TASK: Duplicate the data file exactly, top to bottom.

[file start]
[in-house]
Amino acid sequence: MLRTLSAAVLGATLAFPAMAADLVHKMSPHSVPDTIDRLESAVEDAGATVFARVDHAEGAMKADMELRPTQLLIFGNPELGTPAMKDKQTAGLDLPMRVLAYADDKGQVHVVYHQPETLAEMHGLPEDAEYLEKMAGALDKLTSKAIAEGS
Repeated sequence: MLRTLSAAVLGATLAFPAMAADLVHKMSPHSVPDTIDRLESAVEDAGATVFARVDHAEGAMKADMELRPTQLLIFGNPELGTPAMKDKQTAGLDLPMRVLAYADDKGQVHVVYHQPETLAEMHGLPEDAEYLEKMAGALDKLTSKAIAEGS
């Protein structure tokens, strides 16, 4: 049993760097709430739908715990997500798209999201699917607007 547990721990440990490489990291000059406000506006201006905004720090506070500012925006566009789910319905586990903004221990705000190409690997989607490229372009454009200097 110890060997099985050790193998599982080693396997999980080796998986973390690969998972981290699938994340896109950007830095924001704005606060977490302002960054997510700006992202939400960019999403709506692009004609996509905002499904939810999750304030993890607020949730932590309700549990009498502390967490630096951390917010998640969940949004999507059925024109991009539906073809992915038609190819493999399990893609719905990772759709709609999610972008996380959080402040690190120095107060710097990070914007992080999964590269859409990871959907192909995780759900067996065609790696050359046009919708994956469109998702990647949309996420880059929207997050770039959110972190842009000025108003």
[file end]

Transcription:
[in-house]
Amino acid sequence: MLRTLSAAVLGATLAFPAMAADLVHKMSPHSVPDTIDRLESAVEDAGATVFARVDHAEGAMKADMELRPTQLLIFGNPELGTPAMKDKQTAGLDLPMRVLAYADDKGQVHVVYHQPETLAEMHGLPEDAEYLEKMAGALDKLTSKAIAEGS
Repeated sequence: MLRTLSAAVLGATLAFPAMAADLVHKMSPHSVPDTIDRLESAVEDAGATVFARVDHAEGAMKADMELRPTQLLIFGNPELGTPAMKDKQTAGLDLPMRVLAYADDKGQVHVVYHQPETLAEMHGLPEDAEYLEKMAGALDKLTSKAIAEGS
């Protein structure tokens, strides 16, 4: 049993760097709430739908715990997500798209999201699917607007 547990721990440990490489990291000059406000506006201006905004720090506070500012925006566009789910319905586990903004221990705000190409690997989607490229372009454009200097 110890060997099985050790193998599982080693396997999980080796998986973390690969998972981290699938994340896109950007830095924001704005606060977490302002960054997510700006992202939400960019999403709506692009004609996509905002499904939810999750304030993890607020949730932590309700549990009498502390967490630096951390917010998640969940949004999507059925024109991009539906073809992915038609190819493999399990893609719905990772759709709609999610972008996380959080402040690190120095107060710097990070914007992080999964590269859409990871959907192909995780759900067996065609790696050359046009919708994956469109998702990647949309996420880059929207997050770039959110972190842009000025108003």